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Complex Patterns of Erosion and Sedimentation on an Open-Ocean Carbonate Foreslope: Holocene, Little Bahama Bank

Rankey, Gene *1; Doolittle, Daniel 1
(1) KICC, Department of Geology, University of Kansas, Lawrence, KS.

Foreslope deposits can form stratigraphically important portions of isolated carbonate platforms and can host important hydrocarbon reserves. In many cases, however, the stratigraphic architecture of ancient carbonate foreslopes is complex and heterogeneous, limiting predictive understanding of the means by which platforms evolve. To better understand geomorphic patterns and processes on carbonate foreslopes, this study describes high-resolution bathymetry (multibeam), geomorphic and sedimentologic (side scan sonar, optical images), and shallow Chirp subbottom profile data that document variability in geomorphic, sedimentologic, and stratigraphic character of platform-top to upper foreslope environments (<240 m depth) of the present north flank of the Little Bahama Bank, Bahamas.

In the focus area in the western Abacos, basinward of a discontinuous shelf-margin reef, a sandy to rocky shelf with ubiquitous but thin rippled sand and small patch reefs gently slopes to a prominent (20-25 m high), continuous, marginal escarpment at ~ 70 m depth. This escarpment exposes truncated, bedded rocky outcrops, and locally forms convex-platformward arcs of hundreds of m wavelength. Downdip from the 70-m escarpment, several complex digitate forms several hundred meters across and several meters high are interpreted to represent mass transport complexes that indicate downslope transport. A second, less pronounced escarpment at ~120-125 m depth is discontinuously exposed along strike. All geomorphic features of this margin are not erosional, however. Downdip (and partly draping the lower escarpment), a thin, seismically transparent sediment wedge up to 20 m thick contiguously onlaps the margin. The updip pinchout of the wedge is at ~180 m depth, and it continues downdip, below the depths of the survey.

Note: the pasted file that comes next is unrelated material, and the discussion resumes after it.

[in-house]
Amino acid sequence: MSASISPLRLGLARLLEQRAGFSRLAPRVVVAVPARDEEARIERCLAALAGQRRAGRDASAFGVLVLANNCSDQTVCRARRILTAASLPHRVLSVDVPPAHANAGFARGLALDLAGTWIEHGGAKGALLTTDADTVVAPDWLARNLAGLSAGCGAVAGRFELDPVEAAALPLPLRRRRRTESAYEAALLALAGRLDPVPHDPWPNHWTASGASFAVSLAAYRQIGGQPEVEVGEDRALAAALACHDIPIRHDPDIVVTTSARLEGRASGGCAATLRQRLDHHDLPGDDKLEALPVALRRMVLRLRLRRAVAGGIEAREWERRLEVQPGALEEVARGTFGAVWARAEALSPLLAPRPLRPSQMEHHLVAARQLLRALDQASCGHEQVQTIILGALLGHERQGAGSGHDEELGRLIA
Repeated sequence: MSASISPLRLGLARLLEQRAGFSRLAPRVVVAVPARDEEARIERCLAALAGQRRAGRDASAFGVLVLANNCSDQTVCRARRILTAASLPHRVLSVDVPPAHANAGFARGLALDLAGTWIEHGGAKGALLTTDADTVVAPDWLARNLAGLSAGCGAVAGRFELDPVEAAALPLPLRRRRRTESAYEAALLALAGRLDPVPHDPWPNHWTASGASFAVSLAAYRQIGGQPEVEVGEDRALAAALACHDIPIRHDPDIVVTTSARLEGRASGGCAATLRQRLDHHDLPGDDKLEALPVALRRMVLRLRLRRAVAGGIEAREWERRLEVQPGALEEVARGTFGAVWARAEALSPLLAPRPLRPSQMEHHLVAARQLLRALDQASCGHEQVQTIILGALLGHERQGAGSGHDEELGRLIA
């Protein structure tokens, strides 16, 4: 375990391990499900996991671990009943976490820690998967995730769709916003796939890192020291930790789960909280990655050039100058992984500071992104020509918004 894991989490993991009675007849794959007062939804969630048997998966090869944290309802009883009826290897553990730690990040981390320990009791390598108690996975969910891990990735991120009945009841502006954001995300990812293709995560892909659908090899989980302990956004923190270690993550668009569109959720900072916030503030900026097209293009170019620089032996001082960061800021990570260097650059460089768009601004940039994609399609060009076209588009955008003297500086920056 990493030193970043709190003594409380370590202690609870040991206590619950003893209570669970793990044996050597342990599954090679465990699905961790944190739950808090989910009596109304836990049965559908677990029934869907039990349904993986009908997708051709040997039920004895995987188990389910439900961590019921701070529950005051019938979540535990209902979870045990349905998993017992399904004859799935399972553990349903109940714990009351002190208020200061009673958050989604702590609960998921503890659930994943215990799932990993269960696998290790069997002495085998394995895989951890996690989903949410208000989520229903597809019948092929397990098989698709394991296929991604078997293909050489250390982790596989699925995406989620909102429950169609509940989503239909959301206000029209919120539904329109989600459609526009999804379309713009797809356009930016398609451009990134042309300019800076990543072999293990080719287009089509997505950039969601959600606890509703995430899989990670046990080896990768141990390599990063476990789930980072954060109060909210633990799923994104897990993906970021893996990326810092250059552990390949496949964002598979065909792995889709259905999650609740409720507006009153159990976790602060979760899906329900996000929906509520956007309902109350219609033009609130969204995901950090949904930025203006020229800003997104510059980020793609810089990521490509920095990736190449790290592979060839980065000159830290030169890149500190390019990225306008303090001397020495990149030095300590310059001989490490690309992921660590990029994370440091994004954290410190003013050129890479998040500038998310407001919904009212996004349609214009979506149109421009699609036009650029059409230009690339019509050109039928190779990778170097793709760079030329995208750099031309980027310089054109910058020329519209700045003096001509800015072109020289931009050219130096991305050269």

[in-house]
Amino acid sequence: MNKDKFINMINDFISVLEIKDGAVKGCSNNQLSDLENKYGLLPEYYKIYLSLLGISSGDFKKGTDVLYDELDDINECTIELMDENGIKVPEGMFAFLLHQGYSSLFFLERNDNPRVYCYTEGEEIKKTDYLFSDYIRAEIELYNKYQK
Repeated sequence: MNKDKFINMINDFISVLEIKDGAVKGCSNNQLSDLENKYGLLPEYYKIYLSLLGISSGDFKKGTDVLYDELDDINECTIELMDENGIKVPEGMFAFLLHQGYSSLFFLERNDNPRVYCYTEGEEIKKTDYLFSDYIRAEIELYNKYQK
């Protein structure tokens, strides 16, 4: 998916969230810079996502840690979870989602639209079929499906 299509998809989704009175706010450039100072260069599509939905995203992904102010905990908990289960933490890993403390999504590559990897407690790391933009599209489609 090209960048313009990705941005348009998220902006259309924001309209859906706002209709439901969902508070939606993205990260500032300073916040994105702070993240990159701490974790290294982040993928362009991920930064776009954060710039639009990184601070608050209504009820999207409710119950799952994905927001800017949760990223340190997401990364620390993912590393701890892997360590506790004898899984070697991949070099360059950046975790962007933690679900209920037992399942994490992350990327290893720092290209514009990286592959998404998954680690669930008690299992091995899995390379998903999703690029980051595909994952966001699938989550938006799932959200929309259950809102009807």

Although at geologic timescales this margin is progradational, these results suggest that it is shaped by a complex mix of erosional and depositional processes. Data illustrate that this open-ocean margin is quite distinct from windward margins in the Bahamas, which typically include near-vertical walls of erosion or bypass, flanked basinward by downdip rubble and talus. Collectively, the results provide unique perspectives into the nature and controls on complex geomorphic patterns of erosion and deposition in Holocene upper foreslope systems, concepts that might be applicable to ancient analogs.

 

AAPG Search and Discovery Article #90142 © 2012 AAPG Annual Convention and Exhibition, April 22-25, 2012, Long Beach, California